Into the Woods

One of the funniest pranks I ever pulled was as the wardrobe manager for a large summer-stock season. The calendar was in rotation, meaning we flip-flopped what show we did night to night. The schedule got confusing to the cast and crew, to say the least, but it gave actors a little bit of breathing room. An actor might have a taxing, leading role in one show, and then be in the chorus of another the next night.

Just for giggles, I rolled the racks with the costumes for The King and I into the dressing rooms on a night we were doing Into the Woods. It brought sighs of relief to some actors, and panicked screams from others. One actor just put on his eyeliner and got dressed for Siam. He would have looked strange dressed that way in the woods.

Stephen Sondheim’s musical Into the Woods is one of my favorites. I was proud to be a part of this wonderful summer-stock production. Yet, solid acting, directing, and design didn’t exempt it from one of the longest and most painful onstage flubs I have ever seen in my entire career.

Act One of this musical is jolly and fun, but in Act Two, the show gets dark and deals with serious conflict between the storybook characters.

The actor who played Jack (from Jack and the Beanstalk) had shoulder length, dirty blond hair in real life. For the show, he wore a cheap Little Orphan Annie wig — short, bright red curls. He had a fetching green hat, which he wore on top of the wig.

I would pin-curl Jack’s long hair and help him into his wig cap, yet he would put his own Little Orphan Annie wig on whenever he was ready.

Near the end of the Into the Woods, there’s a very emotional scene when the Baker tells Jack that his mother has been murdered by the giant. The heart-wrenching scene between the two men was long and rather quiet.

It was the middle of the run. The Baker got bored and decided to do something new with the scene. In a moment of acting fervor, he reached up and yanked Jack’s green hat off his head, and hurled it at his chest. It was a spontaneous gesture to punctuate the seriousness of the moment.

The problem was that Jack had pinned his green hat to his Little Orphan Annie wig — rather than pinning the wig to his head. The Baker had yanked both the hat AND the wig completely off.

Stage management paged me over the intercom to the wings. I saw Jack standing center stage. He was sullen — holding the red wig and green hat in his hands. His wig cap was hanging off his head, and a couple of pin curls had come undone. Random messy strands of his real hair were sticking up all over.

The audience was silent.

The Baker’s face was purple.

The two men kept the scene going.


I asked the stage manager what she wanted me to do. We had a little bit of time at the end of the scene when Jack would exit before re-entering for his next scene. Do we put the Little Orphan Annie wig back on Jack, or do we take the pin-curls out and reveal his whole head of dirty blond hair for the end of that performance?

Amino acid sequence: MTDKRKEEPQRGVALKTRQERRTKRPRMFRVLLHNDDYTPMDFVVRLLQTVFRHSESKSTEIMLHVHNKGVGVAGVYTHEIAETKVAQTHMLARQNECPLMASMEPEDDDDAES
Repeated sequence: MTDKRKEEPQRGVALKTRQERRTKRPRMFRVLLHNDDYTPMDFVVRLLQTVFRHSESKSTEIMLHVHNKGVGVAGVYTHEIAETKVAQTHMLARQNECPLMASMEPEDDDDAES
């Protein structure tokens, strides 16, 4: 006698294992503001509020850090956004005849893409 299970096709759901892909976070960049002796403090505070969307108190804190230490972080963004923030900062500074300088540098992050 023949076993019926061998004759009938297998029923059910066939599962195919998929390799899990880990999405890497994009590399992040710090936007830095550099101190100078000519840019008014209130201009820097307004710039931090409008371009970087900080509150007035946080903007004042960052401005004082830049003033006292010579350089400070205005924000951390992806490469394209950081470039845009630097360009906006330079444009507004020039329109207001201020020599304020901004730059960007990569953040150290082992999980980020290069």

The stage manager paused and thought deeply. Lord knows we could have all taken a straw poll of everyone backstage and voted on it, because the scene went on and on and on with Jack standing center stage holding his bright red wig.

“Ditch the wig. But you don’t have much time to get all the pins out of his hair,” I was told.

By this point, everyone backstage was in the wings watching the farce onstage: some were laughing; others were horrified.

I gathered my other two dressers and grabbed a hairbrush. Jack finally exited the longest scene in musical theatre history. My wardrobe staff attacked his head. Hairpins were flying everywhere. People got out of our way for fear they might lose an eye. The poor actor no idea what the plan was, he just stood there as we tore at him like a piñata exploding.

Jack’s real hair had been coiled and tightly pinned up on his hot and sweaty head for over two hours. It looked like he had gotten a crazy Medusa perm. I tried to brush his hair out the best I could, but it got bigger and bigger.

“I have to go,” Jack said as he ran to his next entrance.

He entered and everyone backstage gasped. His hair was bouncing and flying all over the place –Jack and the Beanstalk in a shampoo commercial. It was priceless.

A few phone calls and meetings occured after the show.

“How did this happen?!?!?”

There was no wig department or wig person. It was just store-bought stretch wigs and everyone had to fend for themselves. Many opinions were voiced on whether or not the bright red Little Orphan Annie wig should be cut from the show for the remaining performances.

The Little Orphan Annie wig stayed in.

For the rest of the run, I personally pinned and double-checked Jack’s head. The wig and hat would cause no more drama.

We lived happily ever after.

Image of Siena College’s Into the Woods via

Dennis Milam Bensie is a writer and, for thirty years, has made his living as a dresser in professional theatre all over the United States. Short stories and poetry by Dennis have been featured in numerous publications and his essays have been seen in The Huffington Post, Boys on the Brink, and The Good Men Project. He has three books published by Coffeetown Press. This essay is the fourth in a series of essays for Queen Mob's Teahouse on his experience as a dresser.

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